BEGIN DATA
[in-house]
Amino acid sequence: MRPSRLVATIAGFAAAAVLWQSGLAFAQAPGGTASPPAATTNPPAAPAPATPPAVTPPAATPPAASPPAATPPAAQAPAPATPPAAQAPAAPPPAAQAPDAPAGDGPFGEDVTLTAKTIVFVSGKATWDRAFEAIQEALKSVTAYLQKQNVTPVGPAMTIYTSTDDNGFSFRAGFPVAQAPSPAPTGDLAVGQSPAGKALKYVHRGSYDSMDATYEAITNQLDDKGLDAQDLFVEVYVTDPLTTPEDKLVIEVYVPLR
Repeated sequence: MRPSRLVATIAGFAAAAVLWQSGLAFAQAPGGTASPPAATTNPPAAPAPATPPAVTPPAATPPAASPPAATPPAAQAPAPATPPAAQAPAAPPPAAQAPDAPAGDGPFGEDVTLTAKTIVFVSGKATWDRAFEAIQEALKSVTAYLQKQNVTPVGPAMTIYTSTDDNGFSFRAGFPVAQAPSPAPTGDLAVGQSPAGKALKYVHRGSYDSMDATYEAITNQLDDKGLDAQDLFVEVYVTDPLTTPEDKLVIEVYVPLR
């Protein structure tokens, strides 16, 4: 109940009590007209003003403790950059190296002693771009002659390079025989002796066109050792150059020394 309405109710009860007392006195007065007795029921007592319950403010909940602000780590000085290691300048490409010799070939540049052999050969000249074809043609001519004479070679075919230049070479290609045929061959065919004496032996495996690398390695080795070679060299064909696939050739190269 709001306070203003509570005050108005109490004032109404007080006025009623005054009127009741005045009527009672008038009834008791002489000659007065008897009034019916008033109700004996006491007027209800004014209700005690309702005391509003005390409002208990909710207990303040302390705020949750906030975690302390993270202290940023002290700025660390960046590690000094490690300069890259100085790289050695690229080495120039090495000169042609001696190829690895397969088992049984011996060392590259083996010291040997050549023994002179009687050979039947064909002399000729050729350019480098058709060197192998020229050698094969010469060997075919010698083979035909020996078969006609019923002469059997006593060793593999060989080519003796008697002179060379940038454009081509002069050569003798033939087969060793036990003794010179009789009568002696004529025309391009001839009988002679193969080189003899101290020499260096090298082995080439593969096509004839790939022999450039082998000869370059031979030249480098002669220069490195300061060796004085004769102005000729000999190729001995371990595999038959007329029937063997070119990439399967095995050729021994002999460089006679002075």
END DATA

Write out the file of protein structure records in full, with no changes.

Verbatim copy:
[in-house]
Amino acid sequence: MRPSRLVATIAGFAAAAVLWQSGLAFAQAPGGTASPPAATTNPPAAPAPATPPAVTPPAATPPAASPPAATPPAAQAPAPATPPAAQAPAAPPPAAQAPDAPAGDGPFGEDVTLTAKTIVFVSGKATWDRAFEAIQEALKSVTAYLQKQNVTPVGPAMTIYTSTDDNGFSFRAGFPVAQAPSPAPTGDLAVGQSPAGKALKYVHRGSYDSMDATYEAITNQLDDKGLDAQDLFVEVYVTDPLTTPEDKLVIEVYVPLR
Repeated sequence: MRPSRLVATIAGFAAAAVLWQSGLAFAQAPGGTASPPAATTNPPAAPAPATPPAVTPPAATPPAASPPAATPPAAQAPAPATPPAAQAPAAPPPAAQAPDAPAGDGPFGEDVTLTAKTIVFVSGKATWDRAFEAIQEALKSVTAYLQKQNVTPVGPAMTIYTSTDDNGFSFRAGFPVAQAPSPAPTGDLAVGQSPAGKALKYVHRGSYDSMDATYEAITNQLDDKGLDAQDLFVEVYVTDPLTTPEDKLVIEVYVPLR
């Protein structure tokens, strides 16, 4: 109940009590007209003003403790950059190296002693771009002659390079025989002796066109050792150059020394 309405109710009860007392006195007065007795029921007592319950403010909940602000780590000085290691300048490409010799070939540049052999050969000249074809043609001519004479070679075919230049070479290609045929061959065919004496032996495996690398390695080795070679060299064909696939050739190269 709001306070203003509570005050108005109490004032109404007080006025009623005054009127009741005045009527009672008038009834008791002489000659007065008897009034019916008033109700004996006491007027209800004014209700005690309702005391509003005390409002208990909710207990303040302390705020949750906030975690302390993270202290940023002290700025660390960046590690000094490690300069890259100085790289050695690229080495120039090495000169042609001696190829690895397969088992049984011996060392590259083996010291040997050549023994002179009687050979039947064909002399000729050729350019480098058709060197192998020229050698094969010469060997075919010698083979035909020996078969006609019923002469059997006593060793593999060989080519003796008697002179060379940038454009081509002069050569003798033939087969060793036990003794010179009789009568002696004529025309391009001839009988002679193969080189003899101290020499260096090298082995080439593969096509004839790939022999450039082998000869370059031979030249480098002669220069490195300061060796004085004769102005000729000999190729001995371990595999038959007329029937063997070119990439399967095995050729021994002999460089006679002075």